Are you wondering, "how do I dispose of a smoke detector that may be radioactive?"
Do you have smoke detectors, fire alarms, or fire pull switches containing radioactive material that you are wondering how to dispose of properly? Call ADCO Services to find out about our smoke detector recycling program we offer. ADCO can assist you with the disposal of your smoke alarms and fire pull switches.
Typically smoke detectors contain Americium 241 (AM-241) or Radium 226 (RA-226) sources which are used to make the smoke detector function. This radioactive material inside the smoke detector means the smoke detector should never be thrown in the regular trash and should be recycled with a company such as ADCO Services where your smoke detector will be dismantled and the radioactive source inside the unit will be extracted and reclaimed in an environmentally friendly way by a fully trained staff.
ADCO Services makes it easy for homeowners, household hazardous waste collection facilities, commercial and governmental entities, or any property owner for that matter to properly dispose of their radioactive smoke detectors / alarms which may contain Americium or Radium by sending them for recycling under ADCO Services' radioactive smoke / fire alarm disposal service program. Our radioactive smoke detector disposal program also includes self luminous fire pull switches which may contain Tritium (H3).
Consider the main reason you should recycle your smoke alarms / detectors and fire pull switches:
The majority of smoke alarms contain a small radioactive source (Americium 241 or Radium 226). Smoke detectors of this nature will need to be properly disposed in a specially designed landfill for radioactive materials – not a solid waste landfill designed for residential and non-hazardous waste refuse.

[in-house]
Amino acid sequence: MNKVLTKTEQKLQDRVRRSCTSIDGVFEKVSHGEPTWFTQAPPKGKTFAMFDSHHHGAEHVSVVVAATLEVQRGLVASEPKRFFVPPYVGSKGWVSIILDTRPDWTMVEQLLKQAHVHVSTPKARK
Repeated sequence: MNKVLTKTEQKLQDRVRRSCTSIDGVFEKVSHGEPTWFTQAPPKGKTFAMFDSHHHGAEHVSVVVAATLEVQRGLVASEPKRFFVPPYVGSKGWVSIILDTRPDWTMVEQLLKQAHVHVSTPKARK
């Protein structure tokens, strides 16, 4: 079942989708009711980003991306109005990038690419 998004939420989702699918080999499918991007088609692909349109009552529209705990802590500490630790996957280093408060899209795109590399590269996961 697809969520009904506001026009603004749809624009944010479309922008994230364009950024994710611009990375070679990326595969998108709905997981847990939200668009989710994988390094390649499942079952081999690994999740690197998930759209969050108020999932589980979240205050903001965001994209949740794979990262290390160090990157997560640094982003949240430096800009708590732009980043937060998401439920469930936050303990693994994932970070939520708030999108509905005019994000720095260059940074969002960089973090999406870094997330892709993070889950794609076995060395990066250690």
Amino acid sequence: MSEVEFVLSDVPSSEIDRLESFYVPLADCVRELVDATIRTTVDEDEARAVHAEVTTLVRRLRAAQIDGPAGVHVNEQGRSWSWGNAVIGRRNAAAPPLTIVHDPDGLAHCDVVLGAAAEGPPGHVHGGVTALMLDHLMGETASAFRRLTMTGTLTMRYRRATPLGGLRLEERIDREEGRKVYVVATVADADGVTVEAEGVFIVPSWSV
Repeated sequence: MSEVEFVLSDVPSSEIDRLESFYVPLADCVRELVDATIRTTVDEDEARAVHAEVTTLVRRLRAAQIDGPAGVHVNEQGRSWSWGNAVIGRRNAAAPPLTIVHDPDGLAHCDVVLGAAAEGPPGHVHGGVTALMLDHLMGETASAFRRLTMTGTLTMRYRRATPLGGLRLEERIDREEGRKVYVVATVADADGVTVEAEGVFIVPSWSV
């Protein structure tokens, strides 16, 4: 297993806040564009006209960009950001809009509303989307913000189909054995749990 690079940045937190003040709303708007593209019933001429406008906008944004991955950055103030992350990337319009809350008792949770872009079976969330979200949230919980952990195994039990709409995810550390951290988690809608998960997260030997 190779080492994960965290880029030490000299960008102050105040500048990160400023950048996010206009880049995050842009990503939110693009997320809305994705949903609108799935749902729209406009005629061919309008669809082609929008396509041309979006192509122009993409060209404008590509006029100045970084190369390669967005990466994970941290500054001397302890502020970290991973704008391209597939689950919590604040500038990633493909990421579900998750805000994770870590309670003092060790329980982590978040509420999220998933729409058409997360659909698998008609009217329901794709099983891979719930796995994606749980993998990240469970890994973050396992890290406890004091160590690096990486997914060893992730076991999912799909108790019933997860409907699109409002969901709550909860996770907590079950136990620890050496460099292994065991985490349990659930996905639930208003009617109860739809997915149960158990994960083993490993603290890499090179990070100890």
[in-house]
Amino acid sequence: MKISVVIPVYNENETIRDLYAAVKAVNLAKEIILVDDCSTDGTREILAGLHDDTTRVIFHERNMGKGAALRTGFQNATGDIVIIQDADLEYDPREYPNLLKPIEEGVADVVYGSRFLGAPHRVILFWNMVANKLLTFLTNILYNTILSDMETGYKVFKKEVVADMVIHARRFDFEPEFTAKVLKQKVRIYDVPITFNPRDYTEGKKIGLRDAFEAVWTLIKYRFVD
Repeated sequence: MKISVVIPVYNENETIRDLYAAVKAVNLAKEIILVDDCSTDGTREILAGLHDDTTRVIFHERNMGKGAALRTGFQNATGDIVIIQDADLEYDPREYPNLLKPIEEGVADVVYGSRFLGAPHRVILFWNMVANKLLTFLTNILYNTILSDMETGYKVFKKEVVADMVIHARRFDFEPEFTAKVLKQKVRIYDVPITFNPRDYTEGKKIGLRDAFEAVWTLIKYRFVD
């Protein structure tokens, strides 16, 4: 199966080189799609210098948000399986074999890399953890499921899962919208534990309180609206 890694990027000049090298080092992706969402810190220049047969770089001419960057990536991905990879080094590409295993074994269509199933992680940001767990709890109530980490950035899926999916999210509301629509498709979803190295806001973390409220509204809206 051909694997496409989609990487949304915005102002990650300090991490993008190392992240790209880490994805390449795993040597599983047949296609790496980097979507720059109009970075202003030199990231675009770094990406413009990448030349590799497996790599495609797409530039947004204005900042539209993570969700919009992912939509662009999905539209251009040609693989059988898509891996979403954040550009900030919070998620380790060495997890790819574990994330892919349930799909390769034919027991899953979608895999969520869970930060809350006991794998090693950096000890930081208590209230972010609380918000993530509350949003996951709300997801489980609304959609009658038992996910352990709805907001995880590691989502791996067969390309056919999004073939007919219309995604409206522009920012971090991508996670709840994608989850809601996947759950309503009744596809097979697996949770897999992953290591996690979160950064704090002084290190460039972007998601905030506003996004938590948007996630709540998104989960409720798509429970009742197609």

The proper disposal of your radioactive smoke detectors may be required by your state. Let ADCO Services assist you with the proper disposal of your smoke detectors, fire alarms, and fire pull switches to help you avoid any potential violations with a regulatory agency.
Some fire pull switches may be glazed with Tritium (H3) to allow the switch to glow in the dark in case of power failure. If your switch contains Tritium (3-H), it should never be thrown in the regular trash! The self luminous feature to these switches is a radioactive paint which needs to be properly disposed of with a radioactive processing facility.
Steady Replacement of Alarms Requires Diversion from Solid Waste Landfills.
The National Fire Protection Association (NFPA) recommends replacement of all smoke alarms, including alarms that use 10-year batteries and hard-wired alarms, when they are 10 years old or newer if they do not respond properly when tested. Further the NFPA advises when moving into a new home, replace the alarms if you do not know how old the alarms are.